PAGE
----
As I drank my coffee and ate a good, hot breakfast of rice porridge with cinnamon, raisins, honey & cashew butter, I did a bit of a self-check. I'd slept well, only waking up a couple of times to turn over, and while my quads were sore from yesterday's exertions they were that functional kind of sore with which I've put in some surprisingly hard workouts.
|My campsite in the morning light - bench left, fire pit centre, tent behind, clothesline at right.|
I'd had a really stupid idea as I approached Head Lake the day before. I had arranged to meet Tanker at the trailhead at 4pm on Saturday afternoon - that meant I'd have 6 hours if I could get moving by 10am (I'd wanted to be on the trail earlier, but sleeping until 7:10am and spending half an hour or so watching the sunrise meant a later start). I thought I remembered that the whole trail was estimated to be 34km, and I'd done around 15k (13 of trail + 2k of rail trail) in 4 hours the day before. That meant I had about 21km left to complete the whole thing.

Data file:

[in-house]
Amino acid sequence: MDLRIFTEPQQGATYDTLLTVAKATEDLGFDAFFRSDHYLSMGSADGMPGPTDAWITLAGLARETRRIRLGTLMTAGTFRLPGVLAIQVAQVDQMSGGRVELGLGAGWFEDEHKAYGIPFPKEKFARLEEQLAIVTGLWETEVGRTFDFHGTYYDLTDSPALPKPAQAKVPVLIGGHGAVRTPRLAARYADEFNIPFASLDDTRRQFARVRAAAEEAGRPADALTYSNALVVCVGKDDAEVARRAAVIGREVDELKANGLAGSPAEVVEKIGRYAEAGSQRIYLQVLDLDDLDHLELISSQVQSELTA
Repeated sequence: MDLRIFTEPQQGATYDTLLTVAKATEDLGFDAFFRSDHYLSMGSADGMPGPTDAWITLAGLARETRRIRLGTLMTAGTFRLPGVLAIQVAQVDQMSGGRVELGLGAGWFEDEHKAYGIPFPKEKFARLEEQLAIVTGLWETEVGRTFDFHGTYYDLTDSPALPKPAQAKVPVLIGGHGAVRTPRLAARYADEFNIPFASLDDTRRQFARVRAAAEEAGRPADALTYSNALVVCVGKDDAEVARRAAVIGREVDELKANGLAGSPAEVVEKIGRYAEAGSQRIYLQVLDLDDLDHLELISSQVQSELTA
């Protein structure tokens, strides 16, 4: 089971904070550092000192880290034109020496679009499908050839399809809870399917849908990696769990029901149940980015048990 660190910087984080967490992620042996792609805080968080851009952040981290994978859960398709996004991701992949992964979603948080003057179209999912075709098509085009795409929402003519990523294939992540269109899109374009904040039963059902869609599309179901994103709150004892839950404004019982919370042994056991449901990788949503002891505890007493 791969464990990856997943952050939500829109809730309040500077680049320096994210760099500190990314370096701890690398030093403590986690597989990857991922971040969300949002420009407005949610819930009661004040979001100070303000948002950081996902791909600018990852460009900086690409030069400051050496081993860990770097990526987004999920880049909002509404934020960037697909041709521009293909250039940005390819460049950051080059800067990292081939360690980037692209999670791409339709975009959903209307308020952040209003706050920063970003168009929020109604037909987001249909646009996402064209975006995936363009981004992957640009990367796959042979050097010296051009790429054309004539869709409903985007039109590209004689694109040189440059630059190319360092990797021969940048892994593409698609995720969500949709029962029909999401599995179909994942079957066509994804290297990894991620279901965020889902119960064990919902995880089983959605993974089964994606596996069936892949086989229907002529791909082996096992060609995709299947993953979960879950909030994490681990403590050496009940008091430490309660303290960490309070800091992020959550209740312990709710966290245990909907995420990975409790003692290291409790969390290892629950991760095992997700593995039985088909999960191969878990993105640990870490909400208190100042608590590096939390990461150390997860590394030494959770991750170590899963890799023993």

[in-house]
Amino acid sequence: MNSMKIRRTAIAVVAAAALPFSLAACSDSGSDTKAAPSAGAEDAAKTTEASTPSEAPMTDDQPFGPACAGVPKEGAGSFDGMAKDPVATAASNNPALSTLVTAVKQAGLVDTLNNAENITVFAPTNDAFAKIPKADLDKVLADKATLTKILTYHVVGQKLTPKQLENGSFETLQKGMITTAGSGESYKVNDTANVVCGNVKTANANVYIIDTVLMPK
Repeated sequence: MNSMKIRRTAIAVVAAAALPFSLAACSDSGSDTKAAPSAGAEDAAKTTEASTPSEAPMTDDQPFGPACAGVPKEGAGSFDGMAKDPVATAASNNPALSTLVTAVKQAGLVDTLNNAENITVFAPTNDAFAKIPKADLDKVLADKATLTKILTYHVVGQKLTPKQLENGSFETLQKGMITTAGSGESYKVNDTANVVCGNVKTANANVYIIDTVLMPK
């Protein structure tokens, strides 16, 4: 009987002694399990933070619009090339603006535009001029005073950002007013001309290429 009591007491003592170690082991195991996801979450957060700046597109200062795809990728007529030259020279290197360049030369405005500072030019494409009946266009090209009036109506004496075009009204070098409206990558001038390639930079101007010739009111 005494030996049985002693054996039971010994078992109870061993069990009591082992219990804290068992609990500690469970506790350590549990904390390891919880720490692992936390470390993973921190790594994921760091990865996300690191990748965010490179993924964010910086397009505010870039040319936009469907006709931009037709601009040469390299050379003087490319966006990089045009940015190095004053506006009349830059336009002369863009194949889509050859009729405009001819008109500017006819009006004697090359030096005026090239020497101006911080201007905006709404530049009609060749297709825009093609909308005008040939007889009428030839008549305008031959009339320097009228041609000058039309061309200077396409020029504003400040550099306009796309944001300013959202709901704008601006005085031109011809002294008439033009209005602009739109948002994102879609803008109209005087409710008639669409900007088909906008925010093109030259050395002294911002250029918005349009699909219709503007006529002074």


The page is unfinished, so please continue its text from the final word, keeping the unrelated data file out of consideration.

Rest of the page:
|The West end of Head Lake as I filtered water and contemplated.|
I knew I didn't want to go back the way I'd come. I hate retracing my steps, and there were some things I'd descended that I didn't want to climb (remember the scooching?), plus some things I'd climbed that I didn't want to try descending. Hell with it - let's do the damn thing! At 10:05am, I walked out to the main trail and turned East.
|Sketchy boardwalk through marshland|
|Huge moose prints abounded|
The trail wasn't quite as tough as it had been between the Western junction of loops 1 & 2 and Head Lake - I swear that is the sketchiest part of the entire hike - and I made decent time to Harness Lake.
|When the bear poop is still so fresh it's shiny, you start singing even when wearing a bear bell.|
My recommendation is Dead Kennedys